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A second wave of highly vulnerable uncontacted Indians has made contact with outsiders in Brazil’s Amazon rainforest, just weeks after experts warned of “genocide” and “extermination” of the tribe.
Video footage of the first contact with a group of uncontacted Indians near the Brazil-Peru border has emerged alongside new accounts of horrific violence against their community.
Highly vulnerable uncontacted Indians who recently emerged in the Brazil-Peru border region have said that they were fleeing violent attacks in Peru.
Survival International, the global movement for tribal peoples’ rights, has written to the president of Peru, urging him to protect the lands of uncontacted tribes from illegal logging and drug trafficking.
Amazon Indians have released a series of desperate statements calling on their governments to put a stop to mining which is destroying their land and threatening their existence.
Brazilian officials have warned that uncontacted Indians face imminent “tragedy” and "death" after a dramatic increase in the number of sightings in the Amazon rainforest near the Peru border.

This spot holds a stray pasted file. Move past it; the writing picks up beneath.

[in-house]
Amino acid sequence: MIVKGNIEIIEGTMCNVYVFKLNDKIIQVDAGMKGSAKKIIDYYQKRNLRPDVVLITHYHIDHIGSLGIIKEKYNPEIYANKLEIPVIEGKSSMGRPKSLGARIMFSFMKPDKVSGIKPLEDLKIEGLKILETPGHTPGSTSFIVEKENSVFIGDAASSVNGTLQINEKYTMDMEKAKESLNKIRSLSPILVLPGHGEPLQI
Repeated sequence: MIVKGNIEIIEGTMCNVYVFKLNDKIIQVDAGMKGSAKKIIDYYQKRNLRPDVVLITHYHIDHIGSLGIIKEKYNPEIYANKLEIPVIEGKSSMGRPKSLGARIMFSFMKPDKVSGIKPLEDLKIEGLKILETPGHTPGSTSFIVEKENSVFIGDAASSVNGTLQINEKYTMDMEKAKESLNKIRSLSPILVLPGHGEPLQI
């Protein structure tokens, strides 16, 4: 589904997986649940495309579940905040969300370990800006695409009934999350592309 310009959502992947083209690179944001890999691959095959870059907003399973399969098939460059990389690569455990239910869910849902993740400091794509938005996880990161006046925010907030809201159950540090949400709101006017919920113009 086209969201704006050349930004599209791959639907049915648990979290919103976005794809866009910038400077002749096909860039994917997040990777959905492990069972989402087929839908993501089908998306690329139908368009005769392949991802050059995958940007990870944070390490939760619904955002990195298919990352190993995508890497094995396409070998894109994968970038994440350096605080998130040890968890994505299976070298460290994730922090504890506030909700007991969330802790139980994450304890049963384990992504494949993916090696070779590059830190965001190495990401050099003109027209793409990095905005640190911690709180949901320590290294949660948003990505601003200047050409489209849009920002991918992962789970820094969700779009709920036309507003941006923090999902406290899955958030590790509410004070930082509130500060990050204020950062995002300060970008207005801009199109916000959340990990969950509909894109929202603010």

French energy giant GDF Suez has been accused of endangering Amazon Indians’ lives, including those of highly vulnerable uncontacted tribes.
Survival International has warned that uncontacted Indians have been abandoned after drug smugglers and loggers overran a government post monitoring the territory.
Brazilian state oil company Petrobras has started exploring for oil and gas in one of the most isolated parts of the Amazon, endangering several isolated Indian tribes.
A Brazilian rancher has rebuffed the Ayoreo’s plea to stop destroying their forest, the last refuge of their uncontacted relatives.